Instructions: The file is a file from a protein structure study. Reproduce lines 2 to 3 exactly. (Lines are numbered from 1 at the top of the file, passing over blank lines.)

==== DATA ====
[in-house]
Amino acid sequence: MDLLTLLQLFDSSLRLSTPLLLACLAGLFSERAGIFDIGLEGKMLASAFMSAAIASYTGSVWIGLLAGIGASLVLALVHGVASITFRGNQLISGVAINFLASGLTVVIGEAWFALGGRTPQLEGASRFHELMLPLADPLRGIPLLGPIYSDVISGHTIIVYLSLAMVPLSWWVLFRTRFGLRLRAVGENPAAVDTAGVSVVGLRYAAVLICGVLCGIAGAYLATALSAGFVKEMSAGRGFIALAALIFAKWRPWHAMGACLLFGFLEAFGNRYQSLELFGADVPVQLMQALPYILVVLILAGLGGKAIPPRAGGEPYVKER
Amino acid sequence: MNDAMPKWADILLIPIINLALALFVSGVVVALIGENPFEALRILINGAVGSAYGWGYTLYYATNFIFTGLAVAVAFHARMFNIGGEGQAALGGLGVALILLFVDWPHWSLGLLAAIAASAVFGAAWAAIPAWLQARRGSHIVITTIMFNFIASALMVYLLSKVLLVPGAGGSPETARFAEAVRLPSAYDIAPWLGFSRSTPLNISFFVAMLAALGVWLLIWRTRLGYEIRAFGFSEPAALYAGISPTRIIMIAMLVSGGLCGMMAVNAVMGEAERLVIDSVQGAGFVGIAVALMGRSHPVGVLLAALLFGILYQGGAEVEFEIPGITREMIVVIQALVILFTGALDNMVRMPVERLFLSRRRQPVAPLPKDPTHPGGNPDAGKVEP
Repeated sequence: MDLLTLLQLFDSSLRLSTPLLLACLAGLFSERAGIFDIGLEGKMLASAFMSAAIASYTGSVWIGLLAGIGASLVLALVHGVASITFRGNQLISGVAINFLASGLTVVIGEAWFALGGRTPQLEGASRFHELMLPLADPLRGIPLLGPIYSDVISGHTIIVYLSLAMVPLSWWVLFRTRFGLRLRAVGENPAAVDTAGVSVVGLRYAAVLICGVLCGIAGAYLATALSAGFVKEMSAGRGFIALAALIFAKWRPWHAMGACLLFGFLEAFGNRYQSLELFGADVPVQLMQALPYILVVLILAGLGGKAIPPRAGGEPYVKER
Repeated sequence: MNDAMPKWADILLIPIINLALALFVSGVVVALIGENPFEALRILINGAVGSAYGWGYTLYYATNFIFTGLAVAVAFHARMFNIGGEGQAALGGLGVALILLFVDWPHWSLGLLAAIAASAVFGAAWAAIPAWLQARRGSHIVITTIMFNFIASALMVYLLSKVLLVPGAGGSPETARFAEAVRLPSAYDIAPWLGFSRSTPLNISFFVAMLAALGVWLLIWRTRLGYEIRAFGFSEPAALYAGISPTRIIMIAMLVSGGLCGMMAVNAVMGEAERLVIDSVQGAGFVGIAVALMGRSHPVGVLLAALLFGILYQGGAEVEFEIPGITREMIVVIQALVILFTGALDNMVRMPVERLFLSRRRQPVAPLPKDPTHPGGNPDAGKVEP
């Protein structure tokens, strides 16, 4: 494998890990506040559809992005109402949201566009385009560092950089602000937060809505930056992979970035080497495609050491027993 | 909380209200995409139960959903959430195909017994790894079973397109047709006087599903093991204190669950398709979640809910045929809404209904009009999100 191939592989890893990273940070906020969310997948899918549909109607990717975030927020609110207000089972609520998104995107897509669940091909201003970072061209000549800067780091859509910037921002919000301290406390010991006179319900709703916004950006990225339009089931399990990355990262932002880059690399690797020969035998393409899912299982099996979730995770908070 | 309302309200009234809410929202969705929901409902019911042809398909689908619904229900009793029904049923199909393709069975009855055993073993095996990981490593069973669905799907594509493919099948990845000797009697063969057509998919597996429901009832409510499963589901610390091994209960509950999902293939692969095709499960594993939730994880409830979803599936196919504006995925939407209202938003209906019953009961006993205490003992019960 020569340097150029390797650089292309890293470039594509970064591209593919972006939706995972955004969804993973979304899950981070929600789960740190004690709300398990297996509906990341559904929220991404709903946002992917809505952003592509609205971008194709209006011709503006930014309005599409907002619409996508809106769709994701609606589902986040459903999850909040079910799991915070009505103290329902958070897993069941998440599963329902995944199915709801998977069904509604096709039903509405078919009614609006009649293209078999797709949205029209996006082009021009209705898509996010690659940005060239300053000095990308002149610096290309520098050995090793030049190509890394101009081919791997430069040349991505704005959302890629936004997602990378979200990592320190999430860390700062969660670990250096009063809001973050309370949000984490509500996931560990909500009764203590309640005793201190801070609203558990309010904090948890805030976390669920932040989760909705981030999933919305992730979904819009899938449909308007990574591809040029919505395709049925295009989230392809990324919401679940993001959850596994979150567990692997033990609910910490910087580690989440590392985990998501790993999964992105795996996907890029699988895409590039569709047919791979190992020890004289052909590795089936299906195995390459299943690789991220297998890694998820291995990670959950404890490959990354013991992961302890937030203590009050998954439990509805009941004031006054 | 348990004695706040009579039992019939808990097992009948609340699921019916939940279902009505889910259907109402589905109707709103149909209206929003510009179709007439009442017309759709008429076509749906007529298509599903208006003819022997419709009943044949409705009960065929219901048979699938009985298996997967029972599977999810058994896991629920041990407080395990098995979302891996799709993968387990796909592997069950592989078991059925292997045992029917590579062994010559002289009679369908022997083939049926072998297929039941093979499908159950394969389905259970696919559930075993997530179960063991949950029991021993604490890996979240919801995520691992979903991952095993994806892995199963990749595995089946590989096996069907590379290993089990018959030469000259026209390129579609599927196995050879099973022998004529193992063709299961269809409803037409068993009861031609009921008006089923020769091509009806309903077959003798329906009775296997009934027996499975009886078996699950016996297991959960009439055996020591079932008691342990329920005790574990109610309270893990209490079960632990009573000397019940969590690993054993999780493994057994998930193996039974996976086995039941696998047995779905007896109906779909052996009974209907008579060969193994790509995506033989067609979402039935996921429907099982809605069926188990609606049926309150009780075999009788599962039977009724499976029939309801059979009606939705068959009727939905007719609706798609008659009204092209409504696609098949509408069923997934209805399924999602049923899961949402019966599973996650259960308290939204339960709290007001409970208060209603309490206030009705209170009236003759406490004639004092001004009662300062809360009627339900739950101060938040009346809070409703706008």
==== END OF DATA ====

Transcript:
Amino acid sequence: MDLLTLLQLFDSSLRLSTPLLLACLAGLFSERAGIFDIGLEGKMLASAFMSAAIASYTGSVWIGLLAGIGASLVLALVHGVASITFRGNQLISGVAINFLASGLTVVIGEAWFALGGRTPQLEGASRFHELMLPLADPLRGIPLLGPIYSDVISGHTIIVYLSLAMVPLSWWVLFRTRFGLRLRAVGENPAAVDTAGVSVVGLRYAAVLICGVLCGIAGAYLATALSAGFVKEMSAGRGFIALAALIFAKWRPWHAMGACLLFGFLEAFGNRYQSLELFGADVPVQLMQALPYILVVLILAGLGGKAIPPRAGGEPYVKER
Amino acid sequence: MNDAMPKWADILLIPIINLALALFVSGVVVALIGENPFEALRILINGAVGSAYGWGYTLYYATNFIFTGLAVAVAFHARMFNIGGEGQAALGGLGVALILLFVDWPHWSLGLLAAIAASAVFGAAWAAIPAWLQARRGSHIVITTIMFNFIASALMVYLLSKVLLVPGAGGSPETARFAEAVRLPSAYDIAPWLGFSRSTPLNISFFVAMLAALGVWLLIWRTRLGYEIRAFGFSEPAALYAGISPTRIIMIAMLVSGGLCGMMAVNAVMGEAERLVIDSVQGAGFVGIAVALMGRSHPVGVLLAALLFGILYQGGAEVEFEIPGITREMIVVIQALVILFTGALDNMVRMPVERLFLSRRRQPVAPLPKDPTHPGGNPDAGKVEP